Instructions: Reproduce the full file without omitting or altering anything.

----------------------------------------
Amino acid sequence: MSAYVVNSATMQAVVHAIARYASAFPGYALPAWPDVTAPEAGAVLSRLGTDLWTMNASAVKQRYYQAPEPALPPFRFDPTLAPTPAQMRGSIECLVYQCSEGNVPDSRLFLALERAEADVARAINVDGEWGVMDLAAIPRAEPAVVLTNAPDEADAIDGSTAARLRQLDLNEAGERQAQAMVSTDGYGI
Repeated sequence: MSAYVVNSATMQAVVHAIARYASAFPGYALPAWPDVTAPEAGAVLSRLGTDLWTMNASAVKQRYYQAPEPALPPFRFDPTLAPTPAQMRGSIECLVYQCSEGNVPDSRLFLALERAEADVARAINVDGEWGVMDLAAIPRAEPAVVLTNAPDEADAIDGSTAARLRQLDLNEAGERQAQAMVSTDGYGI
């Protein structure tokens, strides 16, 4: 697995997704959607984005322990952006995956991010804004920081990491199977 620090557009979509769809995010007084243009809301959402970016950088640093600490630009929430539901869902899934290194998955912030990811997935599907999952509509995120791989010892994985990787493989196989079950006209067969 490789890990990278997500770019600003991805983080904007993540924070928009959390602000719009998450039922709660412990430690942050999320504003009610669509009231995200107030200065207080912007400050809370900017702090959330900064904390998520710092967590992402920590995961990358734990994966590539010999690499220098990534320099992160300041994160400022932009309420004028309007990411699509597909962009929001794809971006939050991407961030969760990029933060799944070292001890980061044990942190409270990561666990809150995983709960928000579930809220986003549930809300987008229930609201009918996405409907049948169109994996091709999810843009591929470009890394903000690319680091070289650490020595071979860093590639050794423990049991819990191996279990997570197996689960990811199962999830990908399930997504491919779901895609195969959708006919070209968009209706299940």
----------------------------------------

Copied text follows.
Amino acid sequence: MSAYVVNSATMQAVVHAIARYASAFPGYALPAWPDVTAPEAGAVLSRLGTDLWTMNASAVKQRYYQAPEPALPPFRFDPTLAPTPAQMRGSIECLVYQCSEGNVPDSRLFLALERAEADVARAINVDGEWGVMDLAAIPRAEPAVVLTNAPDEADAIDGSTAARLRQLDLNEAGERQAQAMVSTDGYGI
Repeated sequence: MSAYVVNSATMQAVVHAIARYASAFPGYALPAWPDVTAPEAGAVLSRLGTDLWTMNASAVKQRYYQAPEPALPPFRFDPTLAPTPAQMRGSIECLVYQCSEGNVPDSRLFLALERAEADVARAINVDGEWGVMDLAAIPRAEPAVVLTNAPDEADAIDGSTAARLRQLDLNEAGERQAQAMVSTDGYGI
């Protein structure tokens, strides 16, 4: 697995997704959607984005322990952006995956991010804004920081990491199977 620090557009979509769809995010007084243009809301959402970016950088640093600490630009929430539901869902899934290194998955912030990811997935599907999952509509995120791989010892994985990787493989196989079950006209067969 490789890990990278997500770019600003991805983080904007993540924070928009959390602000719009998450039922709660412990430690942050999320504003009610669509009231995200107030200065207080912007400050809370900017702090959330900064904390998520710092967590992402920590995961990358734990994966590539010999690499220098990534320099992160300041994160400022932009309420004028309007990411699509597909962009929001794809971006939050991407961030969760990029933060799944070292001890980061044990942190409270990561666990809150995983709960928000579930809220986003549930809300987008229930609201009918996405409907049948169109994996091709999810843009591929470009890394903000690319680091070289650490020595071979860093590639050794423990049991819990191996279990997570197996689960990811199962999830990908399930997504491919779901895609195969959708006919070209968009209706299940």